Are benefits retroactive after the QP is satisfied?

No, the benefit period begins the day following the end of the qualifying period and ends one month later.

How many weeks of benefits are paid for a pregnancy claim?

Up to six weeks of postpartum disability is allowed for routine pregnancies. Up to six weeks is also allowed on C-section deliveries for claimants working in sedentary occupations. An eight-week recovery period is allowed on C-section deliveries for claimants working occupations in the light to heavy range. Disability periods of lesser or greater length may be warranted by the medical and vocational factors specific to a given claim.

Please note that the qualifying period still applies, so this does not mean that six weeks of benefits will be paid. For example:

Assumptions:

1. Normal delivery
2. Onset date of limitations = January 1 (last day of work 12/31)
3. Delivery date = January 6
4. One month qualifying period

The period of disability begins January 1st. The benefit period begins, following the qualifying period, on February 1st. Benefits would be paid from February 1st to February 16th, which is six weeks postpartum.

Will long-term disability premiums automatically be waived?

Anytime a new disability claim is set up and paid, a report is generated for the Assurant Employee Benefits Customer Relations Team. For policies administered by Assurant Employee Benefits, a Customer Relations team member will take the information from this report and waive the premiums for those new LTD claims.

For policies administered by the policyholder, premiums should continue to be paid through the qualifying period.

Do I need to file a separate claim for life waiver?

For policyholders that have both LTD and Life coverage through Assurant Employee Benefits, coordination of disability information occurs.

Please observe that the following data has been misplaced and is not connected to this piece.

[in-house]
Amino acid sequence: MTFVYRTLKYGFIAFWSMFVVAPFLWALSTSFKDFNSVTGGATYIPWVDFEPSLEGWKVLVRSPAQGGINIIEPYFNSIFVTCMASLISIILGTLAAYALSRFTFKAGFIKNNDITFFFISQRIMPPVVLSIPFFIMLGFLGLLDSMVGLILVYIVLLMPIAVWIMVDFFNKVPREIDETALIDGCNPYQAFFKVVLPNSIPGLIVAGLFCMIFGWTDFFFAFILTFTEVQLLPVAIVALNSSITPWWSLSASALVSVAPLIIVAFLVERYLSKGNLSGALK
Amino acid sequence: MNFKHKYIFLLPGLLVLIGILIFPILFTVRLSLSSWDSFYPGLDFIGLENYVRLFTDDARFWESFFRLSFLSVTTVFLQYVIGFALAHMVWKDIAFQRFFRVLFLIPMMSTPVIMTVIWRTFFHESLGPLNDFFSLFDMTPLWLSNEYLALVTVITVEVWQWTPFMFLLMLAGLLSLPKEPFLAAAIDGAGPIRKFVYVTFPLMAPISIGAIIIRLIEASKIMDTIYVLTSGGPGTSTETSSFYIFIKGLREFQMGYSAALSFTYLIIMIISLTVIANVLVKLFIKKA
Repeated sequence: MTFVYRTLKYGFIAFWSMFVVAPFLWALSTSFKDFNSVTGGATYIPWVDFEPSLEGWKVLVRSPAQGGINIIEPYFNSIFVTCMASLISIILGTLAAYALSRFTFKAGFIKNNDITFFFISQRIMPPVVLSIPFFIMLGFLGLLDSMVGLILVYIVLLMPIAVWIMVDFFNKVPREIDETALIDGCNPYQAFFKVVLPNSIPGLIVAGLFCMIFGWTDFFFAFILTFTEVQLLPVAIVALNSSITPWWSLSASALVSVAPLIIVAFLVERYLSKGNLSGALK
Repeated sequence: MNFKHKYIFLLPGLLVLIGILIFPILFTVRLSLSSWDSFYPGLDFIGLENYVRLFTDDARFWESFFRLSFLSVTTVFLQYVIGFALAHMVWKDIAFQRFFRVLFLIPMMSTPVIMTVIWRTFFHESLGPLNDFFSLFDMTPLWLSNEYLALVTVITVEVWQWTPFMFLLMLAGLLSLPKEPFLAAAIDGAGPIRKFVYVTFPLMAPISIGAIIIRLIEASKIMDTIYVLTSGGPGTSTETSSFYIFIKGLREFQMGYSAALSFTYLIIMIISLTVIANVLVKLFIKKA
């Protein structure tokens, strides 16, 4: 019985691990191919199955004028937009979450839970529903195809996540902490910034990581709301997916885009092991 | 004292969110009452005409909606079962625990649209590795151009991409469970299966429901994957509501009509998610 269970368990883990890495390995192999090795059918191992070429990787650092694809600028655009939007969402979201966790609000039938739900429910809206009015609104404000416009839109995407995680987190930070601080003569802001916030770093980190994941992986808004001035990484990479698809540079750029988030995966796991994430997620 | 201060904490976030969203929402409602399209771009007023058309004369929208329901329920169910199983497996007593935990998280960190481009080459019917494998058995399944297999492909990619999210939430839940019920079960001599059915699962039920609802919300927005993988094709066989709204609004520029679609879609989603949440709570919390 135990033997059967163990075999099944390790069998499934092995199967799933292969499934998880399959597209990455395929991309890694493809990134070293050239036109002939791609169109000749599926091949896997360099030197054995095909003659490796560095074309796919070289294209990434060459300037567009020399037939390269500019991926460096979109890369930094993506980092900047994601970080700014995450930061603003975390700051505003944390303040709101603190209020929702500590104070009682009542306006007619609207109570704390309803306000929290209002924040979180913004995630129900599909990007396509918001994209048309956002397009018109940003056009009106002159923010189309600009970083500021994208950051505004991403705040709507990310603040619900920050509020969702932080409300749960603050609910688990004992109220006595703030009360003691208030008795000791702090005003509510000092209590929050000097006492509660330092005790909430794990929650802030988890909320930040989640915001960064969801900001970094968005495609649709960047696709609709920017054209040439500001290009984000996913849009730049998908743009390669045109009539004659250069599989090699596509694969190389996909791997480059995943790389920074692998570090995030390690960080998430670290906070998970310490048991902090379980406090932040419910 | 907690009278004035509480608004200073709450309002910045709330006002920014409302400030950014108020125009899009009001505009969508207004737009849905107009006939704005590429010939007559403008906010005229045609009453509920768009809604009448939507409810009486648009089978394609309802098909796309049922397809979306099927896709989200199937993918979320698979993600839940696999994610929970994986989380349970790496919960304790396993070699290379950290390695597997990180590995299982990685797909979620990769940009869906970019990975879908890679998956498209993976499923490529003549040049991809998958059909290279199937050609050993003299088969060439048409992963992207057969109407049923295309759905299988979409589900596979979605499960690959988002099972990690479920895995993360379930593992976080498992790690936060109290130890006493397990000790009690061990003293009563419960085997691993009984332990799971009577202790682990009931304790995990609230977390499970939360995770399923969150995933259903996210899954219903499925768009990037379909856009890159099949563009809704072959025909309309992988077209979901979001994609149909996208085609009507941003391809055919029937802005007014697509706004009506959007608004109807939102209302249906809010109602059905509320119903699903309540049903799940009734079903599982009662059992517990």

When a claim is received that has both LTD and Life coverage, our Disability Claims Professional advises the Assurant Employee Benefits Life Department and copies them on important documentation.

If you are insuring the occupation, why do you need a job description?

An accurate job description provides a way for us to gain an understanding of what the sick or injured employee was doing at the point at which he/she suffered a disabling event. It is only by understanding the specifics of the person's job that we can properly identify the occupation with which his/her particular job is associated.

If the claimant has a unique occupation and there is no possibility of performing this job for another employer, we must rely on either the employer's job description or an on-site job analysis to determine the material duties of that occupation.

Understanding the job also helps us consider ways that the specific job might be accommodated to allow the person to work in spite of disability. Successful accommodations can help you keep your valued employees.

How is a recurring disability handled?

If a claimant satisfies the qualifying period, returns to active work, becomes disabled again, and has remained insured under the policy, then the same period of disability may continue.

The return to active work must be for less than six months if the later disability results from the same or related cause, or less than one day if the later disability results from a different cause.